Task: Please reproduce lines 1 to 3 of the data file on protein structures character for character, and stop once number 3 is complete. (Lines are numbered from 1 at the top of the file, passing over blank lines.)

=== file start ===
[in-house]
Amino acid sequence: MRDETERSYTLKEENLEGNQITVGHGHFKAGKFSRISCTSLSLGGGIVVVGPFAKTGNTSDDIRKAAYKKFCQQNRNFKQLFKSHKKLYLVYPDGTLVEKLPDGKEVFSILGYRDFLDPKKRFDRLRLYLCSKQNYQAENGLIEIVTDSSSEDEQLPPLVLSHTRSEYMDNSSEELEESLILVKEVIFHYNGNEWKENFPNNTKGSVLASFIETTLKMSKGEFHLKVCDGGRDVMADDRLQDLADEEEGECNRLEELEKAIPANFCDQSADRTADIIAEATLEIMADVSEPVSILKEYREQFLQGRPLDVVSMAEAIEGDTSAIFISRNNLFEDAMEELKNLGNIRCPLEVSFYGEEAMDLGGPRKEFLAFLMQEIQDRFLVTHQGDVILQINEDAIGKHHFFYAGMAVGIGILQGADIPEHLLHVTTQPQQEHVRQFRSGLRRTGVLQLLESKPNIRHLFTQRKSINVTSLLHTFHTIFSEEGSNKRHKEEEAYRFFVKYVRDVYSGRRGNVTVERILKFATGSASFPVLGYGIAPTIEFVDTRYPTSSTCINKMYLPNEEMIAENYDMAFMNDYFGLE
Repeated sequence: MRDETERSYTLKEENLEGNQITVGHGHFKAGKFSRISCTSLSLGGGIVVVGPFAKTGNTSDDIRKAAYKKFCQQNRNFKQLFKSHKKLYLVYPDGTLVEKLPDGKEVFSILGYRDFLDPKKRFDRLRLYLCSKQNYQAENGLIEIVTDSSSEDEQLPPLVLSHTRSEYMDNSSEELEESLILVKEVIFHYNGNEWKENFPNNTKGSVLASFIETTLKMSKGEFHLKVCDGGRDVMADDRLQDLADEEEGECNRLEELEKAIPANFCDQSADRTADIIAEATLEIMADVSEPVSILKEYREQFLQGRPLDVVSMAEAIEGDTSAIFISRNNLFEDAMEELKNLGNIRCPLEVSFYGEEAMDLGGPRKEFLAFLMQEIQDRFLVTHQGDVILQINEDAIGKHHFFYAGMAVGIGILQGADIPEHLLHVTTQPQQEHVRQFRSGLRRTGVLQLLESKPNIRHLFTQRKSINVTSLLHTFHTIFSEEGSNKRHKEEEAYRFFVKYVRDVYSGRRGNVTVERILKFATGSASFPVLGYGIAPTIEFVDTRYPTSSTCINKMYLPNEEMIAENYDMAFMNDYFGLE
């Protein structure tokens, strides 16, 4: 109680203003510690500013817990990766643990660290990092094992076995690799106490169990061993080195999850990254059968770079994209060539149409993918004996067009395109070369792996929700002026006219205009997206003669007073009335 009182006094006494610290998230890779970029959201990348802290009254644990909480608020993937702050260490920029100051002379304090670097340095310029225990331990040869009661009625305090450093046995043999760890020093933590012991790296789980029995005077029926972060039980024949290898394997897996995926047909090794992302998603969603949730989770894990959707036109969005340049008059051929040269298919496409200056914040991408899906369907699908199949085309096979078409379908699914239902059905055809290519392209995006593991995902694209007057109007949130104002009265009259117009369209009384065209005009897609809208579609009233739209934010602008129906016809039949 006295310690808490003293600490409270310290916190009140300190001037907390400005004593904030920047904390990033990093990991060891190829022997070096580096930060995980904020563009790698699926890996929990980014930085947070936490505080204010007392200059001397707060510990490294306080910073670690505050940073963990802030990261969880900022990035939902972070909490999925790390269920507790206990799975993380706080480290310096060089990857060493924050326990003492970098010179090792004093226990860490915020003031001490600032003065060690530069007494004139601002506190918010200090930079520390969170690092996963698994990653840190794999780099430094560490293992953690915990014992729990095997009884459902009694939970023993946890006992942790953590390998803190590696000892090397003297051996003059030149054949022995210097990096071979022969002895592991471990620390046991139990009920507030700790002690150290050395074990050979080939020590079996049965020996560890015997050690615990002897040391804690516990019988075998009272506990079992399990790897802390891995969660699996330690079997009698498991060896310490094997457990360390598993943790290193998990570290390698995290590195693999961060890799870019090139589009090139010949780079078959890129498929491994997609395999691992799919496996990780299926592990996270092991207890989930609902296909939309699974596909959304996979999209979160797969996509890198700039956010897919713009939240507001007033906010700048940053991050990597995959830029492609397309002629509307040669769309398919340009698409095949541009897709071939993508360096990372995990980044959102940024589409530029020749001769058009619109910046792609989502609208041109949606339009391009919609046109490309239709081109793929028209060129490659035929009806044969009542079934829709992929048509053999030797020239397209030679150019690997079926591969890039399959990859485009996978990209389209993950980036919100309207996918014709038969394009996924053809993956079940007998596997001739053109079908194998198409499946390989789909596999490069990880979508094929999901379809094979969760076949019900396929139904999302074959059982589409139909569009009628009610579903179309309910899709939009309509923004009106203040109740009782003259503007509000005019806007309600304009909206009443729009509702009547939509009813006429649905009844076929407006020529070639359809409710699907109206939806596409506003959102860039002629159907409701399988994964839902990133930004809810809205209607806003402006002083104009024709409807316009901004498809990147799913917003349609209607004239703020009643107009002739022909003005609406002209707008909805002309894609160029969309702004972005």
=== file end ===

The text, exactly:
[in-house]
Amino acid sequence: MRDETERSYTLKEENLEGNQITVGHGHFKAGKFSRISCTSLSLGGGIVVVGPFAKTGNTSDDIRKAAYKKFCQQNRNFKQLFKSHKKLYLVYPDGTLVEKLPDGKEVFSILGYRDFLDPKKRFDRLRLYLCSKQNYQAENGLIEIVTDSSSEDEQLPPLVLSHTRSEYMDNSSEELEESLILVKEVIFHYNGNEWKENFPNNTKGSVLASFIETTLKMSKGEFHLKVCDGGRDVMADDRLQDLADEEEGECNRLEELEKAIPANFCDQSADRTADIIAEATLEIMADVSEPVSILKEYREQFLQGRPLDVVSMAEAIEGDTSAIFISRNNLFEDAMEELKNLGNIRCPLEVSFYGEEAMDLGGPRKEFLAFLMQEIQDRFLVTHQGDVILQINEDAIGKHHFFYAGMAVGIGILQGADIPEHLLHVTTQPQQEHVRQFRSGLRRTGVLQLLESKPNIRHLFTQRKSINVTSLLHTFHTIFSEEGSNKRHKEEEAYRFFVKYVRDVYSGRRGNVTVERILKFATGSASFPVLGYGIAPTIEFVDTRYPTSSTCINKMYLPNEEMIAENYDMAFMNDYFGLE
Repeated sequence: MRDETERSYTLKEENLEGNQITVGHGHFKAGKFSRISCTSLSLGGGIVVVGPFAKTGNTSDDIRKAAYKKFCQQNRNFKQLFKSHKKLYLVYPDGTLVEKLPDGKEVFSILGYRDFLDPKKRFDRLRLYLCSKQNYQAENGLIEIVTDSSSEDEQLPPLVLSHTRSEYMDNSSEELEESLILVKEVIFHYNGNEWKENFPNNTKGSVLASFIETTLKMSKGEFHLKVCDGGRDVMADDRLQDLADEEEGECNRLEELEKAIPANFCDQSADRTADIIAEATLEIMADVSEPVSILKEYREQFLQGRPLDVVSMAEAIEGDTSAIFISRNNLFEDAMEELKNLGNIRCPLEVSFYGEEAMDLGGPRKEFLAFLMQEIQDRFLVTHQGDVILQINEDAIGKHHFFYAGMAVGIGILQGADIPEHLLHVTTQPQQEHVRQFRSGLRRTGVLQLLESKPNIRHLFTQRKSINVTSLLHTFHTIFSEEGSNKRHKEEEAYRFFVKYVRDVYSGRRGNVTVERILKFATGSASFPVLGYGIAPTIEFVDTRYPTSSTCINKMYLPNEEMIAENYDMAFMNDYFGLE